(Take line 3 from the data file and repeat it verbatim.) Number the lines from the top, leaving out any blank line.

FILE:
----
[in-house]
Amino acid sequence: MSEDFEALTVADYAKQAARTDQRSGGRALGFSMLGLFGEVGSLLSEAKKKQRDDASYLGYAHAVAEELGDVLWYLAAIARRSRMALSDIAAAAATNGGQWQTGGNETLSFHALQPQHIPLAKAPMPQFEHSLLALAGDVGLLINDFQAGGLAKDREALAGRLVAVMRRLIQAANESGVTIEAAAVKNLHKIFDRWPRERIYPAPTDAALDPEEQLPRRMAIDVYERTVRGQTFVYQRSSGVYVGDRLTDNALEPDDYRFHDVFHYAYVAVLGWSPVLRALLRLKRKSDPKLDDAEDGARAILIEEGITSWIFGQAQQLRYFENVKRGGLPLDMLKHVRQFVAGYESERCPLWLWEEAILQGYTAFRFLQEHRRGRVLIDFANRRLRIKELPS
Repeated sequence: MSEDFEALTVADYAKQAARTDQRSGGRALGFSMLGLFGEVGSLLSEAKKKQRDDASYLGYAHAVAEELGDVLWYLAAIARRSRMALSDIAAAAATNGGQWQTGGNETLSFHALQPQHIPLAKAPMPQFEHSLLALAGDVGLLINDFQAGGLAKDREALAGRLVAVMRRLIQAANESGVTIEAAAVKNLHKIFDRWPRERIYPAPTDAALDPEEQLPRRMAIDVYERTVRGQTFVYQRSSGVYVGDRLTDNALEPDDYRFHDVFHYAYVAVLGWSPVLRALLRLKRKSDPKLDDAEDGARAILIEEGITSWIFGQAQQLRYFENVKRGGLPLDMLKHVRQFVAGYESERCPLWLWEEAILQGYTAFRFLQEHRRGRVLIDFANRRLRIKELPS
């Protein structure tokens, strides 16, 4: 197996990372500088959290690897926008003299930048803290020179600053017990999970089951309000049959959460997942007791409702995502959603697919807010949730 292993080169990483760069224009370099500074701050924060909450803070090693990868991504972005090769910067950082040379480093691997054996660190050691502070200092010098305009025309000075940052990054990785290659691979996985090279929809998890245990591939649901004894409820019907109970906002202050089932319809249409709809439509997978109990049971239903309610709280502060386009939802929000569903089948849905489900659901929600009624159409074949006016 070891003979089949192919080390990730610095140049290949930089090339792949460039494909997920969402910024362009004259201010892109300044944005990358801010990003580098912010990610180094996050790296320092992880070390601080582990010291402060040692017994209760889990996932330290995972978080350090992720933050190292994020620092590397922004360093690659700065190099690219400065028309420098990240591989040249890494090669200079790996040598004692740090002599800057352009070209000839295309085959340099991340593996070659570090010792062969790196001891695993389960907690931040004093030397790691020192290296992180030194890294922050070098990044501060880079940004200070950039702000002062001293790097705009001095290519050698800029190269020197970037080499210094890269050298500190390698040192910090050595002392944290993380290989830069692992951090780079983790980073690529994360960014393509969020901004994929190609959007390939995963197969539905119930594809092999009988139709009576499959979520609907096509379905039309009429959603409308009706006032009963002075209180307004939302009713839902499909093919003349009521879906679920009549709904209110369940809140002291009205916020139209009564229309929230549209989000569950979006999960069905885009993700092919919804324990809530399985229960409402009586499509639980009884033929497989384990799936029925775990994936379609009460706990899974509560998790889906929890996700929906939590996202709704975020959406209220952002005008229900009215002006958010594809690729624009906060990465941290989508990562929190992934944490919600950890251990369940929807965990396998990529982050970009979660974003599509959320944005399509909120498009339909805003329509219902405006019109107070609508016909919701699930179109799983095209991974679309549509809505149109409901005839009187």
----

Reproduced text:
Repeated sequence: MSEDFEALTVADYAKQAARTDQRSGGRALGFSMLGLFGEVGSLLSEAKKKQRDDASYLGYAHAVAEELGDVLWYLAAIARRSRMALSDIAAAAATNGGQWQTGGNETLSFHALQPQHIPLAKAPMPQFEHSLLALAGDVGLLINDFQAGGLAKDREALAGRLVAVMRRLIQAANESGVTIEAAAVKNLHKIFDRWPRERIYPAPTDAALDPEEQLPRRMAIDVYERTVRGQTFVYQRSSGVYVGDRLTDNALEPDDYRFHDVFHYAYVAVLGWSPVLRALLRLKRKSDPKLDDAEDGARAILIEEGITSWIFGQAQQLRYFENVKRGGLPLDMLKHVRQFVAGYESERCPLWLWEEAILQGYTAFRFLQEHRRGRVLIDFANRRLRIKELPS